Rise offers comprehensive community planning services to nonprofits, foundations, companies, and governments in the St. Louis region. Community plans lay the groundwork for building stronger, more equitable neighborhoods. These plans are public documents which contain specific proposals for programs, policies, future land uses and public improvements in a given community. Plans developed by Rise span housing development, public health, education, employment opportunity, safety, and more. Rise’s division for community planning brings a comprehensive approach to community development in St. Louis-area neighborhoods and municipalities.

Based off engagement with local residents and community leaders, community plans provide policies and a long-range development guide for governments, organizations, and citizens engaged in community development. As a community development organization, Rise is uniquely situated to lead community planning efforts because (1) we bring a realistic and actionable lens to drafting plans, (2) we have pioneered a new approach to planning through intensive community engagement and the application of a racial equity lens, (3) our plans cover topics important to residents and not just those topics found in traditional plans and (4) we, as an organization, have the capacity to implement plan recommendations.

In 2018, Rise received the “Outstanding Plan Making” award from the St. Louis Metro Section of the American Planning Association for their work on the Gravois-Jefferson Historic Neighborhoods Plan.

Read more about the Gravois-Jefferson Plan at gravoisjeffersonplanning.org.

The Rise Difference

Our experienced team of planners and policy makers takes a different approach to planning. Click an option below to learn how Rise applies various principles and approaches to making your plan a true reflection of the needs for the future of your community.

Rise’s approach to community planning leverages local partnerships for increased impact and long-term success. We partner with a variety of entities in order to conduct robust community engagement, develop detailed drawings and renderings, and analyze market conditions. For example, in the Gravois-Jefferson Historic Neighborhoods planning process, Dutchtown South Community Corporation led community outreach efforts, UrbanWerks provided architecture and design services, and Development Strategies produced a market study. We also partner with area residents through a resident steering committee, which oversees the work of the planning team and ensures the effort is moving in the right direction. By working with local partners on community plans, we increase communication among partners, break down silos, build support for strategies, and spark implementation.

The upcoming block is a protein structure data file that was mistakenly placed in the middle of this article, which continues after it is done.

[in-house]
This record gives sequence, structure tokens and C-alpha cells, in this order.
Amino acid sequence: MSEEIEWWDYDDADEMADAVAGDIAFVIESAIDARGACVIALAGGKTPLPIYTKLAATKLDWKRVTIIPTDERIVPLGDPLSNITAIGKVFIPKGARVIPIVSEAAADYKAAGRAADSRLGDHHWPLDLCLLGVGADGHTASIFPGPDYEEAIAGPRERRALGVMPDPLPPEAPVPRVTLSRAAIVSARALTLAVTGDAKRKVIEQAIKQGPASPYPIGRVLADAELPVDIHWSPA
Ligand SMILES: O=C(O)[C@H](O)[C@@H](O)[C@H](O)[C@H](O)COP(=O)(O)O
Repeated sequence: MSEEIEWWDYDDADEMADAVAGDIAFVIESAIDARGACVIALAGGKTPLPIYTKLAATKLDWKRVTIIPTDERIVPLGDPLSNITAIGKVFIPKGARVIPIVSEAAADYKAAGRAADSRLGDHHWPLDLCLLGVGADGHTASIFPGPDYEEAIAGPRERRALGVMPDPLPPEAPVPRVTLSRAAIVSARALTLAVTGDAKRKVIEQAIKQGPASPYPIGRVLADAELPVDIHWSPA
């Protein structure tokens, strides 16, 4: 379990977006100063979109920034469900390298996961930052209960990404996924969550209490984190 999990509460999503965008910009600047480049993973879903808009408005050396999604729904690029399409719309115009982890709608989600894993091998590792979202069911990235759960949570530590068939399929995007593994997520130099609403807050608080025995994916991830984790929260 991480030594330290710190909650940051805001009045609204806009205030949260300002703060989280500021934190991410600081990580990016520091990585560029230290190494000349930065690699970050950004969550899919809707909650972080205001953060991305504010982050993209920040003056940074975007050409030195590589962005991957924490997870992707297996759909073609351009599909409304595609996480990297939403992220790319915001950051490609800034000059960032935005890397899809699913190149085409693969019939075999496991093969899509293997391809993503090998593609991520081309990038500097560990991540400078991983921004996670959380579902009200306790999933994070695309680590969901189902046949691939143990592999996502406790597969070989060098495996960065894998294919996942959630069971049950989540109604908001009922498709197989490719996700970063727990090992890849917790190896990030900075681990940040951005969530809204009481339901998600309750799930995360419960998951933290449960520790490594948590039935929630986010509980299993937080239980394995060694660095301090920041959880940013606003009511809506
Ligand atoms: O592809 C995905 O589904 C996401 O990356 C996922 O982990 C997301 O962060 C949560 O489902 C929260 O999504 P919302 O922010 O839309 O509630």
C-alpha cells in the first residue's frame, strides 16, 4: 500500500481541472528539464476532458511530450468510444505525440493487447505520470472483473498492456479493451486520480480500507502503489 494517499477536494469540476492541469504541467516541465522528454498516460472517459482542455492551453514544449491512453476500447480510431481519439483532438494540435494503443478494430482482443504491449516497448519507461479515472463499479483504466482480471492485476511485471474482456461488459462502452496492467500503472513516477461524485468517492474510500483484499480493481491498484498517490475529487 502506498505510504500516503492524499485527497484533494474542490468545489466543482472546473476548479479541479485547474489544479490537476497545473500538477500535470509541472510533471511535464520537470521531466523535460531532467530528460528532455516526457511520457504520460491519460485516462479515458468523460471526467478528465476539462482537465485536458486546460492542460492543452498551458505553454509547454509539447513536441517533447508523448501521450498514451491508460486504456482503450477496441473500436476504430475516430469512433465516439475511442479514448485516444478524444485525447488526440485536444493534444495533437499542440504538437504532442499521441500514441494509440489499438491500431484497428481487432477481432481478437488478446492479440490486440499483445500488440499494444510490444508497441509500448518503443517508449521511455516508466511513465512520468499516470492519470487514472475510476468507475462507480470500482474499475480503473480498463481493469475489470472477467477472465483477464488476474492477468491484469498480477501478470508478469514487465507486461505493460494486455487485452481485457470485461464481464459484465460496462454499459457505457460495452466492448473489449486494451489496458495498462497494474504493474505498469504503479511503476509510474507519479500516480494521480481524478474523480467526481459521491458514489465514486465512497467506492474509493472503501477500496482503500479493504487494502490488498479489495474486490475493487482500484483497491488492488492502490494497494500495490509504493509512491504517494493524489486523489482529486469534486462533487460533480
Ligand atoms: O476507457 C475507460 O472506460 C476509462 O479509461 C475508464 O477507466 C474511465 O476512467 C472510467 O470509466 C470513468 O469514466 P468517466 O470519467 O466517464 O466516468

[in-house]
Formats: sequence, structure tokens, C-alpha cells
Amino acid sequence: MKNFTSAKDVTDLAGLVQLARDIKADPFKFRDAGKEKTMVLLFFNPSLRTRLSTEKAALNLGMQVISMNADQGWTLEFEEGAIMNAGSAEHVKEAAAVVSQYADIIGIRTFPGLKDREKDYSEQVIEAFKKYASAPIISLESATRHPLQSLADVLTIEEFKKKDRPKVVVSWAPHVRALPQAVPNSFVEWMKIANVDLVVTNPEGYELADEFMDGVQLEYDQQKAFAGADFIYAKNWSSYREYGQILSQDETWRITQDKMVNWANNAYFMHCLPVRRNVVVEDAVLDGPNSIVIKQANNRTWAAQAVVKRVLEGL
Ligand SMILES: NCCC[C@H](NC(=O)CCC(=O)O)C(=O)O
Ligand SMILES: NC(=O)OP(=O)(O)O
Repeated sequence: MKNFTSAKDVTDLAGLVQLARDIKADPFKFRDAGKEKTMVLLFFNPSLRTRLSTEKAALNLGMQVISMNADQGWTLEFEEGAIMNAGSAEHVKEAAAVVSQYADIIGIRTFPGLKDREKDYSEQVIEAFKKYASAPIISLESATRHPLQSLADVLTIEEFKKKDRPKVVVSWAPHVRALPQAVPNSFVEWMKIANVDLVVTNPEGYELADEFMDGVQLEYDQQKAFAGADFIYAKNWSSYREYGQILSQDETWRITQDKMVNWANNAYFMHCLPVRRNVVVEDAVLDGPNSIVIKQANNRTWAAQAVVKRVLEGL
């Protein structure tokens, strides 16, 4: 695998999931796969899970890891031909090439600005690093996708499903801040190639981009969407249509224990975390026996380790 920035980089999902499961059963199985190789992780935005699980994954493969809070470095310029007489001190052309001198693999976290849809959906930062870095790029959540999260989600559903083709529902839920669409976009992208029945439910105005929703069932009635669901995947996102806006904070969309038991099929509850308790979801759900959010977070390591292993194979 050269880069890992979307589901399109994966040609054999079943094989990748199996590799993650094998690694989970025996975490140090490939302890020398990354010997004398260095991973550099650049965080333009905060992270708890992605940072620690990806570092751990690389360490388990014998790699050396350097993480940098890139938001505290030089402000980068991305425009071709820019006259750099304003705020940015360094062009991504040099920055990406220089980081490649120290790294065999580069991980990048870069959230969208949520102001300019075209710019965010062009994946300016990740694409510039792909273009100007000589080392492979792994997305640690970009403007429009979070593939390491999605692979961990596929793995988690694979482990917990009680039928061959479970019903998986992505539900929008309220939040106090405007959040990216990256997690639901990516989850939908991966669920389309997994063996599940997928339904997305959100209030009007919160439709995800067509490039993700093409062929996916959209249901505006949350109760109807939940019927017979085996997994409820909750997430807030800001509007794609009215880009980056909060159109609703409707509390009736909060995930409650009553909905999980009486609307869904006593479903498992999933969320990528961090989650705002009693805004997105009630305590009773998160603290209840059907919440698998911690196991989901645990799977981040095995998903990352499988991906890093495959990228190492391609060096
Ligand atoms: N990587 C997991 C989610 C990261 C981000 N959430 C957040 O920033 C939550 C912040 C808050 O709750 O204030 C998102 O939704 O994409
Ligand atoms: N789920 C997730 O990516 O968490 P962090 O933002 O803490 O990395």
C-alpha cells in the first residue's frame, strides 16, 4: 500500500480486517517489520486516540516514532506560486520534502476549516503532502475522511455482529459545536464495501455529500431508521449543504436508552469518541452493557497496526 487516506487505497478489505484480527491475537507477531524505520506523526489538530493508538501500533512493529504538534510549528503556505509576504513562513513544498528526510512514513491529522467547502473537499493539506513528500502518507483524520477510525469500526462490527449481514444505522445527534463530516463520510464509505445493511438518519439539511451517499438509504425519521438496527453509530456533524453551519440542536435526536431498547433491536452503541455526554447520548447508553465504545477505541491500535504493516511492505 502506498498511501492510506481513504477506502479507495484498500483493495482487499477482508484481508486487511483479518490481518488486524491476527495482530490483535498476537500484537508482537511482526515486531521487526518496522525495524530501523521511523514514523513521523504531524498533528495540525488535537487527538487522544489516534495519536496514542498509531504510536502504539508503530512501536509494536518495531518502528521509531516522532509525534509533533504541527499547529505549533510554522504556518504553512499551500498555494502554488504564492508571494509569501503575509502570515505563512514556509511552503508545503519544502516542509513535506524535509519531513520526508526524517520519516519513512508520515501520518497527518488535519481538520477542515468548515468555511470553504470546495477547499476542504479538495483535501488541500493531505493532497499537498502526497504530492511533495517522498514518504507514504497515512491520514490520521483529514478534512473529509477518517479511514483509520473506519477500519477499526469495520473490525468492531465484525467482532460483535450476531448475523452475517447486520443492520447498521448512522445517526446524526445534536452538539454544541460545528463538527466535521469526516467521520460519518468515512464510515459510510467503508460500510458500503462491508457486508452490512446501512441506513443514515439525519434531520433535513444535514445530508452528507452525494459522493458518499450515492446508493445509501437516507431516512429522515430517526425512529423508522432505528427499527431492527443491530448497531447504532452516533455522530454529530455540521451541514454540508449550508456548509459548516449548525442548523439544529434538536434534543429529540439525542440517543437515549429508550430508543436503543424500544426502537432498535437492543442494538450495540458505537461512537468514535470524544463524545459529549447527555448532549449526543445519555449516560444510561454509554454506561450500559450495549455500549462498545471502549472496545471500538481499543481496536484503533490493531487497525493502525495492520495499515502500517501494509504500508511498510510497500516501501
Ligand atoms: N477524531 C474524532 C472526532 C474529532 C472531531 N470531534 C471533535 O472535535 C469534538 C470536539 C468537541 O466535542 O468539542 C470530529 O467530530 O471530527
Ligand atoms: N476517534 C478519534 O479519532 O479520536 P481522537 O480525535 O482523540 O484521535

Robust and representative community engagement is integral to Rise’s planning work. We strive to engage individuals traditionally underrepresented in community planning efforts: youth, people of color, and individuals experiencing poverty. Only with the contributions of these individuals can community plans be effective tools for equitable community development.

Our team is experienced in a variety of engagement strategies that gather community input and foster connections among residents. We are experts in facilitating large public meetings, stakeholder interviews, multilingual focus groups, youth engagement activities, steering committee meetings, and grassroots canvassing. By partnering with local groups, we expand our community engagement capacity.

Rise applies an equity lens to the process and product of our community planning work. We do this by:

  • Disaggregating data collected in the existing conditions phase by race and other identities in order to understand inequity in the planning area (for example, study disparities in homeownership rates for white people and black people).